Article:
Monday, January 24, 2011
The flaws of sports bloggers
In so many instances, the sports media or press, while doing their best to report the information given them by sporting teams, are simply inadequate when it comes to sating the desires of passionate fans. In many cases, such as Bob McKenzie, Darren Dreger, and Darren Pang, most if not all of what they say is credible and can be, for the most part, taken as gospel given the hard work they've obviously put in to get the information and made sure it is reliable.
Then, we have sports bloggers.
I feel that blogging was born out of a couple of things.
1. The internet and it's unfailing ability to let people think that they can voice whatever they want whenever they want and it should be taken as true. Prime example: Me. :)
2. The aforementioned inadequacy of sports reporters not being able to sate the savage needs of the fanatical public.
3. People think others actually care about what they think. Prime example: Me. Again. :)
Now, with bloggers, there is quite a wide range of quality. Some bloggers, such as Dee Karl, The New York Islanders 7th Woman, is an incredible sports blogger who wastes her talents outside of the sports world. I've said it once and I'll say it again, the Islanders need to hire this woman. Chris Botta is another great sports blogger that, while he tends to let his opinions lead him a little too much, does manage to provide competent material that is generally a good read.
On the other hand, we have the swath of bloggers who have their articles littered with useless drivel. "The team should do this, the team should do that! What was he thinking??? What about playing "X" player more? Why didn't he do this??" Essentially a fanatical fan who feels he knows better and thinks that what he feels is right and should be done.
First of all, let me say, I do applaud even these bloggers for putting their opinions out there. It's hard to stand up and shout, even if it isn't necessarily the right thing to do. But all the same, a little professional courtesy is really needed for any of these "I know better bloggers" to ever be considered more than the run of the mill fanatical fan with a voice and the will to use it.
To read a example of what a proper sports blog should be, always check out Bob McKenzie over on tsn.ca. Thoughtful and insightful, yet he more reports on the news rather than churning out what he thinks. Between the small sprinkle of opinion he does share plus following his twitter feed @tsnbobmckenzie, which he doesn't stick to such strict standards, and you do get a sense of what he is saying a little more without the "this GM sucks" foolishness you sadly see in so many other blogs.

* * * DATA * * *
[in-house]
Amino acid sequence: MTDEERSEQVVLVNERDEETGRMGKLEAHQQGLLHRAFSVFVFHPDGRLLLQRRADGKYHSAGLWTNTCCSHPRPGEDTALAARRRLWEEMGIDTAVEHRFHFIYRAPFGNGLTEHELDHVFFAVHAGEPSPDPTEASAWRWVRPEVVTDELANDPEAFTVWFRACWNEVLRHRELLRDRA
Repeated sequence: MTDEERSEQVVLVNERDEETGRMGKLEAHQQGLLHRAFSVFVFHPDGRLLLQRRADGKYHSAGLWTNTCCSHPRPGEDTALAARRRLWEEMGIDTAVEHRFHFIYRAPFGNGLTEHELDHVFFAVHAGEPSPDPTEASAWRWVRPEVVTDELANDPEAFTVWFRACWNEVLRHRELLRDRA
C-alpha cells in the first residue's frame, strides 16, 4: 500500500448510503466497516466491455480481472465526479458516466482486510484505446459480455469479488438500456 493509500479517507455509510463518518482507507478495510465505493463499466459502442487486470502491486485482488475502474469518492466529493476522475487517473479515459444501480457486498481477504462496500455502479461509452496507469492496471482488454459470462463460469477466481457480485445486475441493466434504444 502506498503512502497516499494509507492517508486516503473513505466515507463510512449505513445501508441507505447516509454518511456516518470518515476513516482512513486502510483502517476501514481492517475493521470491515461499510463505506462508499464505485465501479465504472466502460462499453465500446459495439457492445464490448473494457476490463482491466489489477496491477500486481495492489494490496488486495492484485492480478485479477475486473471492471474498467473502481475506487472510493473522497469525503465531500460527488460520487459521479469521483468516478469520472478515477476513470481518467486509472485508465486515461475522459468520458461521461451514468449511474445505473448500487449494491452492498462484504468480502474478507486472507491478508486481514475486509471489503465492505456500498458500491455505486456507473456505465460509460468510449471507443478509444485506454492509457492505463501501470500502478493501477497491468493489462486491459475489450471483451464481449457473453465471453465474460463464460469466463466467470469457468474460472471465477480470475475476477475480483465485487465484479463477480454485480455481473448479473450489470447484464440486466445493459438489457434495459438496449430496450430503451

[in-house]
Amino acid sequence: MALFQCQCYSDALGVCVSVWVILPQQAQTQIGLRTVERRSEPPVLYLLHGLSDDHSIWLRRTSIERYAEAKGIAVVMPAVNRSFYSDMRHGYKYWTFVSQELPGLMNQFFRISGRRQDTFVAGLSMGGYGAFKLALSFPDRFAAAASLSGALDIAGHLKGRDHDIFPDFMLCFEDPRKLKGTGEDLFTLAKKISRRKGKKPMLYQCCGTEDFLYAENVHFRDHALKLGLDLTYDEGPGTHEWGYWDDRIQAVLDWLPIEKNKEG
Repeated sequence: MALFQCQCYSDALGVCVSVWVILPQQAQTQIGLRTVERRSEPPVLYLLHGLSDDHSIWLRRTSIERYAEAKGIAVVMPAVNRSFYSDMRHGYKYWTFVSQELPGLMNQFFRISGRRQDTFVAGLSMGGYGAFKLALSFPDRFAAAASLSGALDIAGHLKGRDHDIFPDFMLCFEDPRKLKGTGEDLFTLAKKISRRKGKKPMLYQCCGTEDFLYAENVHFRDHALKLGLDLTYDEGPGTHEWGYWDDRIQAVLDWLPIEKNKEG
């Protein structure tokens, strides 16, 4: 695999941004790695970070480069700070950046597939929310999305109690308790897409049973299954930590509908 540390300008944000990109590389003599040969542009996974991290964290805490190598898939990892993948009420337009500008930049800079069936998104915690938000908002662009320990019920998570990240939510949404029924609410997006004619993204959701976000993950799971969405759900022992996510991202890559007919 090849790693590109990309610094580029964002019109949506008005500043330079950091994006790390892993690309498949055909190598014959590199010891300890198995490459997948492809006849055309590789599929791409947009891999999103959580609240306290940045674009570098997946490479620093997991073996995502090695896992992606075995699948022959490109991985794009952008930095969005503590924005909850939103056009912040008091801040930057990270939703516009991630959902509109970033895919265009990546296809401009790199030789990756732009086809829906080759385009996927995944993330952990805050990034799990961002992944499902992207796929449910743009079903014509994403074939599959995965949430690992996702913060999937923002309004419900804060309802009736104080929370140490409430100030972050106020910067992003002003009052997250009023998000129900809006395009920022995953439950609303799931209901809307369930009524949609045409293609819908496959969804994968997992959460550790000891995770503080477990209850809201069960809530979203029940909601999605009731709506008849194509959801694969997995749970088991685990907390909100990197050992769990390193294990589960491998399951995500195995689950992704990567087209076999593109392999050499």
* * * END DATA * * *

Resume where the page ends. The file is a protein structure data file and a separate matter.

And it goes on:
When I think like this, it makes me understand why Chris Botta was "Botta'ed" by the New York Islanders. Near the end of his reign (he's since converted www.islanderspointblank.com to fluff pieces and streaming media) his articles were rife with what can almost be misconstrued as angry shots at an organization that simply wasn't doing what he thought was right for it's young players and at young players not performing to what he thought they should be doing. What makes it worse is that his work for his main job on NHL Fanhouse is impeccable and quite a good read.
There are so many bloggers out there who talk like they know what they are saying. When reading any sort of materials on the net, do realize your source before you take it seriously. Some sites talk about prospect roundups, about what a team SHOULD do with a player, what a GM SHOULD do come trade deadline, etc. It is all just opinion. I don't claim to be a reporter, I just blog. Many of these bloggers fancy themselves to be sports reporters. They are not. They are passionate fans, just like you and I. They are just a little misguided.
Dee Karl the Islanders 7th Woman
PS: I also hate it when a sports reporter says "we" as if he/she were on the team. Yes, earlier last year i put up the post "we are all islanders", but there is a HUGE difference to saying you are an Islanders fan (for which the post was meant) and actually being a part of the team. When you are on the payroll, you get to say "we", and not until.